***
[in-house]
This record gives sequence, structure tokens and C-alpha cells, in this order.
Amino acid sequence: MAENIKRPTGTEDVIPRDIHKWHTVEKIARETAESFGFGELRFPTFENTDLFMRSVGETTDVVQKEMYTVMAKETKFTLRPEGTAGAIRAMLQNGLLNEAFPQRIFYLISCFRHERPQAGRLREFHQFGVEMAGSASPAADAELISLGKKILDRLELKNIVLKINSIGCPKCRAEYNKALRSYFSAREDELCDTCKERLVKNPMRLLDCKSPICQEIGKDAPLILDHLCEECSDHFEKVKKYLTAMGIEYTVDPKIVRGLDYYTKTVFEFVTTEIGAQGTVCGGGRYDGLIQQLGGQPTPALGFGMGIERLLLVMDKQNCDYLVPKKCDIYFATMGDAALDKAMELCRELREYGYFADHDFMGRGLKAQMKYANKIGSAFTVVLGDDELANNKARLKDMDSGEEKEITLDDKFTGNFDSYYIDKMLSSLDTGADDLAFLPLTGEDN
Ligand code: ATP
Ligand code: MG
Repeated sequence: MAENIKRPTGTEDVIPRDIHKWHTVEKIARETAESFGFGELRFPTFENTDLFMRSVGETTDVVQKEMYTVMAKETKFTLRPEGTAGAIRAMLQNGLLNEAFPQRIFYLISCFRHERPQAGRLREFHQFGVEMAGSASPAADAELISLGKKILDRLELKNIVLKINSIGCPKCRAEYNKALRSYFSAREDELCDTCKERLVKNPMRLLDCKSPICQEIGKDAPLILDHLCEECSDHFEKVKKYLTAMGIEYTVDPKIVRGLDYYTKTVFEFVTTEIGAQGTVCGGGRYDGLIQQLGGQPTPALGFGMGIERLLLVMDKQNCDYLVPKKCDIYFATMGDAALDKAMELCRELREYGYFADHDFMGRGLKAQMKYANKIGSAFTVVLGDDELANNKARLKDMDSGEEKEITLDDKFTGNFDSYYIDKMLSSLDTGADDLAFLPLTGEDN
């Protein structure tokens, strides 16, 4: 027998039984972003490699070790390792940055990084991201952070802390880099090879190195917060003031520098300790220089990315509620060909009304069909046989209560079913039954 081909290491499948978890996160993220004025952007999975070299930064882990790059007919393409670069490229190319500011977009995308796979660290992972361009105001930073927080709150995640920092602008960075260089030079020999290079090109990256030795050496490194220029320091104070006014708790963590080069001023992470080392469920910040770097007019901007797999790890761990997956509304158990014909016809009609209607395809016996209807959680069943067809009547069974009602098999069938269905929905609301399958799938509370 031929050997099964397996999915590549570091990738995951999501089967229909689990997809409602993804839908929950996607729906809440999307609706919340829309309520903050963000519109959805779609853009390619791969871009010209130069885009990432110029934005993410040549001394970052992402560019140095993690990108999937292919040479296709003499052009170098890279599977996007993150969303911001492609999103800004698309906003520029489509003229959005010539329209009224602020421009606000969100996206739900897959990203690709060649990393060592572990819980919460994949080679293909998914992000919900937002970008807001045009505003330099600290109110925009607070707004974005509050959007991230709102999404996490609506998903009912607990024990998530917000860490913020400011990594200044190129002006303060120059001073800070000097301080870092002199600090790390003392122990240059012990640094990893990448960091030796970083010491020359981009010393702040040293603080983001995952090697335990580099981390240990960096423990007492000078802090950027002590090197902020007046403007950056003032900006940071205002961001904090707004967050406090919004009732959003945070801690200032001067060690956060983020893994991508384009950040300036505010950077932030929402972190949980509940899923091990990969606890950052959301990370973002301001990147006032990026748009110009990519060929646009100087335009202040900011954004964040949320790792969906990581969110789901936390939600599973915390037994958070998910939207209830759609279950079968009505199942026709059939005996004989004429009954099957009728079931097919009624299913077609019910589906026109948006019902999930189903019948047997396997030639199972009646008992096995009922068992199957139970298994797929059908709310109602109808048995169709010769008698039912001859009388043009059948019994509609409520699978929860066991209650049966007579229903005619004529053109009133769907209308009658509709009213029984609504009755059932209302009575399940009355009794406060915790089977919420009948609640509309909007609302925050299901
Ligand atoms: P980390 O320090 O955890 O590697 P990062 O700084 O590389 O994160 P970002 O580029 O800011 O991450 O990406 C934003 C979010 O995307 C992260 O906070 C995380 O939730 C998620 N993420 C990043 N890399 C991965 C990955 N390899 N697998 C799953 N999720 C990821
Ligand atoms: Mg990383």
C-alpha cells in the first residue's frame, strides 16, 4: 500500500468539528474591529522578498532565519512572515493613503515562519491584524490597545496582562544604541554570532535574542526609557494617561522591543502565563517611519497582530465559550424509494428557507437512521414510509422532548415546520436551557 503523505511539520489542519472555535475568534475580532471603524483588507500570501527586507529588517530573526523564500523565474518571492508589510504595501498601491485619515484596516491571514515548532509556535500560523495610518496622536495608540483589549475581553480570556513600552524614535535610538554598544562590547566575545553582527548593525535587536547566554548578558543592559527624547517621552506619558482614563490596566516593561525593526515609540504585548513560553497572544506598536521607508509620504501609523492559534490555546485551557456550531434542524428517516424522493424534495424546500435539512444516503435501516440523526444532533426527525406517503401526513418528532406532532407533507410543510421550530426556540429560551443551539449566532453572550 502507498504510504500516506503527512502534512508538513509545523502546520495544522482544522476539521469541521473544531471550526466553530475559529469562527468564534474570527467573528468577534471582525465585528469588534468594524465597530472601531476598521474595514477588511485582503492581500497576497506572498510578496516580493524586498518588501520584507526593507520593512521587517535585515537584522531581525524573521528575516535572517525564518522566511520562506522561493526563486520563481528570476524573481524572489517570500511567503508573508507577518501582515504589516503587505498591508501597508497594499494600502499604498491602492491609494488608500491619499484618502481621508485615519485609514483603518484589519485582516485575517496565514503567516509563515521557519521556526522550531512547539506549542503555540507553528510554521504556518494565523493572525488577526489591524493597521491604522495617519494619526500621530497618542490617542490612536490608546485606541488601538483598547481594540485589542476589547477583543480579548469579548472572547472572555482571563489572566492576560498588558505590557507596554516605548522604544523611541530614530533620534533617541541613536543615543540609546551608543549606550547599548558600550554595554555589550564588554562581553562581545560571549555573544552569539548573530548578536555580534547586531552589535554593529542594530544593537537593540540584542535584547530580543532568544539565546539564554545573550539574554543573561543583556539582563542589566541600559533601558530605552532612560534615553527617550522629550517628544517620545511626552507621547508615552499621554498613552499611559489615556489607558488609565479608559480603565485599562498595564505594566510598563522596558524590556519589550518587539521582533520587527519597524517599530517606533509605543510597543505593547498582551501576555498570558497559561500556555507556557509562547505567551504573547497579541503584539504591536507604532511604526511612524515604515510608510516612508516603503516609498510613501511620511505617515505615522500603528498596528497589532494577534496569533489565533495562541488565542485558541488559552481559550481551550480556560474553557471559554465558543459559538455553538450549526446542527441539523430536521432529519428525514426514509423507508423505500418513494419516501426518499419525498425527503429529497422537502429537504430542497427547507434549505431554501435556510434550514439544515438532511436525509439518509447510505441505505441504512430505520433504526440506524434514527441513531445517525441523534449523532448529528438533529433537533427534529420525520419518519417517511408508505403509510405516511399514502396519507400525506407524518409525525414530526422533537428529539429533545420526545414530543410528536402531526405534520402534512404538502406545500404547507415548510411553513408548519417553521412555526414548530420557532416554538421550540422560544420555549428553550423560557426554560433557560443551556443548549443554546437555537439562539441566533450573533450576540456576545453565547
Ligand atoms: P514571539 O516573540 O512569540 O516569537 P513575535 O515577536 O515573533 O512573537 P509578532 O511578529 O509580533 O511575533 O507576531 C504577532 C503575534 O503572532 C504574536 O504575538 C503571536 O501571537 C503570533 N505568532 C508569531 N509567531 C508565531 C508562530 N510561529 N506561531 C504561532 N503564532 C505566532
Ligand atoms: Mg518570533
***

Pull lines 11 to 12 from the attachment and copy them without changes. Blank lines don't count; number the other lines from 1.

Ligand atoms: P514571539 O516573540 O512569540 O516569537 P513575535 O515577536 O515573533 O512573537 P509578532 O511578529 O509580533 O511575533 O507576531 C504577532 C503575534 O503572532 C504574536 O504575538 C503571536 O501571537 C503570533 N505568532 C508569531 N509567531 C508565531 C508562530 N510561529 N506561531 C504561532 N503564532 C505566532
Ligand atoms: Mg518570533